Your Brand in a Friendly Face

Lucky break – a few weeks back, James McNamara, president of Arts Branding, joined our Google+ breakfast hangout on brand management. A couple of years ago in his former capacity at LaPlaca Cohen, James worked with Suzanne on rebranding the Virginia Museum of Fine Arts in anticipation of its transformative expansion. Through interviews with leadership and staff and extensive audience research, both qualitative and quantitative, they embraced three pillars for VMFA’s brand: friendly, accessible, and excellence-driven.

In the Hangout, James was eager for a progress report – Do Suzanne and her team still turn to the resources he helped to craft? Are her colleagues on board with brand strategy? Has her director turned out to be a champion of VMFA’s image of accessibility? On all fronts, yes.

In our exchange, it came through how meaningful an accessible brand can be. It forges a lifeline straight to the visitor. James argues that the first message organizations should get out to their audiences is that they’re welcome. During the conversation, Suzanne realized that a synopsis of the brand should be a part of all new staff orientations.

Coming up on the blog–we’ll share stories about the value of friendly, welcoming, accessible brands. Do you have a story to share? Let us know via the comments, and we’ll invite you to be a guest contributor.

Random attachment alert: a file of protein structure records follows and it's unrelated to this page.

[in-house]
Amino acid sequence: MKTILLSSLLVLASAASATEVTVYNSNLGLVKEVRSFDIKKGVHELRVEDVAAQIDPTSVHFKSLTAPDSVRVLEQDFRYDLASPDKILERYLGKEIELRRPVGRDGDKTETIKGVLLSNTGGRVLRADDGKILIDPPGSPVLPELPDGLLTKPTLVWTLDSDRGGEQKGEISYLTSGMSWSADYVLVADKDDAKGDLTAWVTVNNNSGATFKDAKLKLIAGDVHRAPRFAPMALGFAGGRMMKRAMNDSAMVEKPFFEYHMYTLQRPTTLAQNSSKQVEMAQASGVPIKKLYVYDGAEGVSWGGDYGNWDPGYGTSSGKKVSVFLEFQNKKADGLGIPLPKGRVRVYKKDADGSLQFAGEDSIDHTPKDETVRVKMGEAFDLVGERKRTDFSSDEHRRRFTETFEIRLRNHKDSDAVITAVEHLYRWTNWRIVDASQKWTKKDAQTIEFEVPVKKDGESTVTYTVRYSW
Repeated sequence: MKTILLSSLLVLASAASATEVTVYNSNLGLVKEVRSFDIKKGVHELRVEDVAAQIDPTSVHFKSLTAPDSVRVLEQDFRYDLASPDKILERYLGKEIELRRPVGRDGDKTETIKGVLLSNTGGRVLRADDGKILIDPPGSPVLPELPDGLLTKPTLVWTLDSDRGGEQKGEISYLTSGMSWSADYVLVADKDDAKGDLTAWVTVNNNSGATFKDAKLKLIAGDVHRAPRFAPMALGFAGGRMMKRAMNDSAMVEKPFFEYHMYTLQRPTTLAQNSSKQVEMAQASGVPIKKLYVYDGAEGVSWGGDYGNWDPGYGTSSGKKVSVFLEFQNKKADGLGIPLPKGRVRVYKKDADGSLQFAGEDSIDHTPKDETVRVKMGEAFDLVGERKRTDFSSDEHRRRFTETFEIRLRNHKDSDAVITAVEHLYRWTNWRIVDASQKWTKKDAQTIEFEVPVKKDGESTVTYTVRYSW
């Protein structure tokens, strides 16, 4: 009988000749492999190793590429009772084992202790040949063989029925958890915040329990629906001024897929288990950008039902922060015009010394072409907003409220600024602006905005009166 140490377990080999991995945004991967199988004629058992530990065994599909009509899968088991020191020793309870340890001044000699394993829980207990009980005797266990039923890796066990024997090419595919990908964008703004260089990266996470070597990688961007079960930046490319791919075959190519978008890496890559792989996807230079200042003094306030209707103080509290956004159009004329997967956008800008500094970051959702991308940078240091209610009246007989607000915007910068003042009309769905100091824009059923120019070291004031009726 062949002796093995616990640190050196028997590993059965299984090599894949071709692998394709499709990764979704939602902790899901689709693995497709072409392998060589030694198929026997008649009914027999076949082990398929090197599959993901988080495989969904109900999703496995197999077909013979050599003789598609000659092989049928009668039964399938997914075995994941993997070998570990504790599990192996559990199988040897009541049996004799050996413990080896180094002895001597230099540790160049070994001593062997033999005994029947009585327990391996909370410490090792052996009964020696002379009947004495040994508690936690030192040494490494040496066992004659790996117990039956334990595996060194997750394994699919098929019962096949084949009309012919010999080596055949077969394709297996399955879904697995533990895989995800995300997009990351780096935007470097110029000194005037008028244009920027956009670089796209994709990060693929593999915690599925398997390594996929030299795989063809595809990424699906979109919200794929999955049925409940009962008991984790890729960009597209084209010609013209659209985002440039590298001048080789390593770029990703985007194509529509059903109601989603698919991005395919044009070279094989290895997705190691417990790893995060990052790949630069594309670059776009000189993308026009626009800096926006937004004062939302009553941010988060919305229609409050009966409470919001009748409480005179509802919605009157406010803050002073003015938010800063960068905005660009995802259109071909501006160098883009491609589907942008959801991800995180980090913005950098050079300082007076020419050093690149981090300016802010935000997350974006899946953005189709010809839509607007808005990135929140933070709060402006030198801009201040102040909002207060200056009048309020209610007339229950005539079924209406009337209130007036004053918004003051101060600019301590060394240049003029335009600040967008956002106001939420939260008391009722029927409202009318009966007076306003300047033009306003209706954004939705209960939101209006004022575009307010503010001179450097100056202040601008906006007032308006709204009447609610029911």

A photo of a worse-for-the-wear but nonetheless sincere welcome mat

Like the welcome mat at my house, a brand is worth more than a shiny image. First and foremost, it's the case you make to your visitors that you're there for them.


4 thoughts on “Your Brand in a Friendly Face

  1. Pingback: A Whiff of Brand in the Tasting Room | Talking About Talking

  2. Pingback: Case Study: Brand Integration at the Asian Art Museum | Talking About Talking

  3. It’s interesting to consider whether “welcome” is actually as good as a first message should be for a public institution. “Welcome” from the institution still says “this is OUR place, and we have chosen to be delighted to let YOU in”. We the owners are welcoming you the visitor, where terms of access are still with the organisation rather than the visitor. Instead, how about a message which says “you’re home”, or even better has the visitor thinking “this is MY place”?

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